8.5 Numerical dissipation

The use of numerical dissipation consistently with the underlying system of equations is a standard way of filtering unresolved modes, stabilizing a scheme, or both, without spoiling the convergence order of the scheme. As an example of unresolved modes, for centered differences, the mode with highest frequency for any given resolution does not propagate at all, while the semi-discrete group velocity with highest frequency is exactly in the opposite direction to the one at the continuum. In addition, the speed increases with the order of the scheme. See, for example, [281Jump To The Next Citation Point], for more details.

Some schemes, such as those with upwind FDs, are intrinsically dissipative, with a fixed “amount” of dissipation for a given resolution. Another approach is to add to the discretization a dissipative operator Q d with a tunable strength factor 𝜖 ≥ 0,

u˙= (...) → ˙u = (...) + 𝜖Qdu. (8.51 )
The operator Qd has derivatives of higher order than the ones in the principal part of the equation, mimicking dissipative physical systems and/or parabolic equations but in such a way that ∥Qd ∥ → 0 as Δx → 0. Furthermore, Qd is usually chosen so that Qd scales with the gridspacing as the highest FD approximation (so that the amplification factor depends only on Δt ∕Δx). For example, for first-order-in-space systems, FDs scale as
-1-- D ∼ Δx (8.52 )
and Qd is usually chosen to scale in the same way. More precisely, in the absence of boundaries the standard way to add numerical dissipation to a first-order-in-space system is through Kreiss–Oliger dissipation
r−1 2r− 1 (r) (r) Qd = (− 1) (Δx ) D + D − , (8.53 )
where D (r) denotes the application of D r times and D ,D + − denote forward and backward one-sided FDs, respectively, as defined in Eq. (7.70View Equation). Thus, Qd scales with the gridspacing as −1 (Δx ), like Eq. (8.52View Equation). If the accuracy order of the scheme is not higher than (2r − 1 ) in the absence of dissipation, it is not decreased by the addition of numerical dissipation of the form (8.53View Equation).

The main property that sometimes allows numerical dissipation to stabilize otherwise unstable schemes is when they strictly carry away energy (as in the energy definitions involved in well-posedness or numerical-stability analysis) from the system. For example, the operators (8.53View Equation) are semi-negative definite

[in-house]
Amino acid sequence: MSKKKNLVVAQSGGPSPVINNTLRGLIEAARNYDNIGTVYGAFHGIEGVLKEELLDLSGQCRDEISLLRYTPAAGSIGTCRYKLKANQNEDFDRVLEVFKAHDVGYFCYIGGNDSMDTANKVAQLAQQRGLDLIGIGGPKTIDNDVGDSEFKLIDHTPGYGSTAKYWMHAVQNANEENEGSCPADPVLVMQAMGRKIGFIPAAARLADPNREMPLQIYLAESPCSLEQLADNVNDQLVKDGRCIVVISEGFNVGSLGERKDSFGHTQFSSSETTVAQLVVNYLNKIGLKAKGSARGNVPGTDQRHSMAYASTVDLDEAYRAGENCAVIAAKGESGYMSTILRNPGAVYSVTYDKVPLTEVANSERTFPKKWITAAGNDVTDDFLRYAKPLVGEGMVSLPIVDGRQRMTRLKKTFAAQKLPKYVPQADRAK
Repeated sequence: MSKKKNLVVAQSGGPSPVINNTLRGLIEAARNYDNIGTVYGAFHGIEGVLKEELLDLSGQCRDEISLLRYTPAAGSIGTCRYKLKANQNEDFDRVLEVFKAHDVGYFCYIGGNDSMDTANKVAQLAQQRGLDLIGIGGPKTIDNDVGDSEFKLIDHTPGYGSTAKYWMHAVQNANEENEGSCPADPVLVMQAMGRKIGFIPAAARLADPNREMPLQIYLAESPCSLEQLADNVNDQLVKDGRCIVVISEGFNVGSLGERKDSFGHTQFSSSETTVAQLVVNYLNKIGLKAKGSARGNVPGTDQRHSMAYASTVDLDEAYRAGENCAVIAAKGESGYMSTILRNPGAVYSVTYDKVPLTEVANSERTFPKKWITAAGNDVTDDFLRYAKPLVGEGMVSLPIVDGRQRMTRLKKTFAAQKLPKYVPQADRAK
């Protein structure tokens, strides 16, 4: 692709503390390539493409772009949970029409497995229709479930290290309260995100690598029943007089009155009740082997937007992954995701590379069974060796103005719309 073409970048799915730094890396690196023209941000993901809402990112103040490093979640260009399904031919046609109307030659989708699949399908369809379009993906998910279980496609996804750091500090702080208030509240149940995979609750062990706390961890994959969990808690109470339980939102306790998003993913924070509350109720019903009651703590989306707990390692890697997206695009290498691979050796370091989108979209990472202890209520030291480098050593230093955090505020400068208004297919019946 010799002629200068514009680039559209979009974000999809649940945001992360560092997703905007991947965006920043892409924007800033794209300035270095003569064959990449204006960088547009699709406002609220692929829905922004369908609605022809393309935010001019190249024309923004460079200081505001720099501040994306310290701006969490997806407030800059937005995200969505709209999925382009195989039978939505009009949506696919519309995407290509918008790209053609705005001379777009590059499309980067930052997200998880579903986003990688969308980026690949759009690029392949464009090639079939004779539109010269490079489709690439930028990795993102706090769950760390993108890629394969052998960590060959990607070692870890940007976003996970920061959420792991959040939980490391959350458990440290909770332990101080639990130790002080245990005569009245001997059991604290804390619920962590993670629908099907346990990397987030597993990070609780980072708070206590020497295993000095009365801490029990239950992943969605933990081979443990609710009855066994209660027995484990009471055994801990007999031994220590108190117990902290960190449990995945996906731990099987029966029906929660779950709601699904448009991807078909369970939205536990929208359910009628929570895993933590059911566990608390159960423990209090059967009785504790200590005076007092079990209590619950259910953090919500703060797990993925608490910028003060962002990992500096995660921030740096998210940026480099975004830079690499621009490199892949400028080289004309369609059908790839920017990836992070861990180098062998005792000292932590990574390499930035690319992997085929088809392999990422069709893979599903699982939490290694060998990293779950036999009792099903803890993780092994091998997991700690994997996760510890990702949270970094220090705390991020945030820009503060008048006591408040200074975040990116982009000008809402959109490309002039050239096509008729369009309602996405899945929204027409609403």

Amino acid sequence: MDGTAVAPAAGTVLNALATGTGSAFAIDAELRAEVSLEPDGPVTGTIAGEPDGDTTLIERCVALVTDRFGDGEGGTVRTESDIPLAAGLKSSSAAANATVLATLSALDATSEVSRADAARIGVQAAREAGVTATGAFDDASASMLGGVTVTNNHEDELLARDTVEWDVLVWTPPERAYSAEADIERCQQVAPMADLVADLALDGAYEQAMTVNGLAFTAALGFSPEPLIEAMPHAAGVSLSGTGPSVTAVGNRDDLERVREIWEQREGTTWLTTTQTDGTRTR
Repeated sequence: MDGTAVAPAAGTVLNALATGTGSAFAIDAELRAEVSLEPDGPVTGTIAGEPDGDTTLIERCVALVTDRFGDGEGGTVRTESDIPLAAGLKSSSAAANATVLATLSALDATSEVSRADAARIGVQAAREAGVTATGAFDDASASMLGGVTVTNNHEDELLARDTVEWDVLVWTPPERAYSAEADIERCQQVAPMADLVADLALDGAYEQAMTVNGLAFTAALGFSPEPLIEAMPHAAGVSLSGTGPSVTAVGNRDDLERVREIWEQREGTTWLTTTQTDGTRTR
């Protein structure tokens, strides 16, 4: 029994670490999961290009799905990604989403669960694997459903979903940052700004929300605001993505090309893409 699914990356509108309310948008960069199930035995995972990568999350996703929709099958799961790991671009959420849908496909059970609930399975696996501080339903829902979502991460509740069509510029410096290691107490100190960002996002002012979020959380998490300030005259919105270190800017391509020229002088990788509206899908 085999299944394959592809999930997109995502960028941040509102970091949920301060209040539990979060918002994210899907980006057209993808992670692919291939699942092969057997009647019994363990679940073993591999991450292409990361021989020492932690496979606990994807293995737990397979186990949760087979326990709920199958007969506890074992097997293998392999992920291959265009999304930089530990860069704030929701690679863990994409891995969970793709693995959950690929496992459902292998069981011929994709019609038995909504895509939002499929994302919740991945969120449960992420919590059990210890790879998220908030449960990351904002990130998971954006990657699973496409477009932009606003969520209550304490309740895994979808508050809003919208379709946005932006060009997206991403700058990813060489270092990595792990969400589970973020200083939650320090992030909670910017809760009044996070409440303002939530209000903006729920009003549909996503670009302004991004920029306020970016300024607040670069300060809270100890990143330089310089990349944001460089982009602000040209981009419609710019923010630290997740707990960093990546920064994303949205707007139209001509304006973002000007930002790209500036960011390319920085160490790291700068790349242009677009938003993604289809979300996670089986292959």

⟨u,Qdu ⟩Σ ≤ 0, (8.54 )
with respect to the trivial scalar product Σ = Δx 𝕀, under which centered differences satisfy SBP.

In the presence of boundaries, it is standard to simply set the operators (8.53View Equation) to zero near them. The result is, in general, not semi-negative definite as in (8.54View Equation), which cannot only not help resolve instabilities but also trigger them. Many times this is not the case in practice if the boundary is an outer one, where the solution is weak, but not for inter-domain boundaries (see Section 10). For example, for a discretization of the standard wave equation on a multi-domain, curvilinear grid setting, using the D6− 5 SBP operator with Kreiss–Oliger dissipation set to zero near interpatch boundaries does not lead to stability while the more elaborate construction below does [141Jump To The Next Citation Point].

For SBP-based schemes, adding artificial dissipation may lead to an unstable scheme unless the dissipation operator is semi-negative under the SBP scalar product. In addition, the dissipation operator should ideally be non-vanishing all the way up to the boundary and preserve the accuracy of the scheme everywhere (which is more difficult in the SBP case, as it is non-uniform). In [303Jump To The Next Citation Point], a prescription for operators satisfying both conditions for arbitrary–high-order SBP scalar products, is presented. A compatible dissipation operator is constructed as

Qd = − (Δx )2pΣ −1DTp BpDp, (8.55 )
where Σ is the SBP scalar product, Dp is a consistent approximation of p p d ∕dx with minimal bandwidth (other choices are presumably possible), and Bp is called the boundary operator. The latter has to be positive semi-definite and its role is to allow boundary points to be treated differently from interior points. Bp cannot be chosen freely, but has to follow certain restrictions (which become somewhat involved in the non-diagonal SBP case) based on preserving the accuracy of the schemes near and at boundaries; see [303] for more details.
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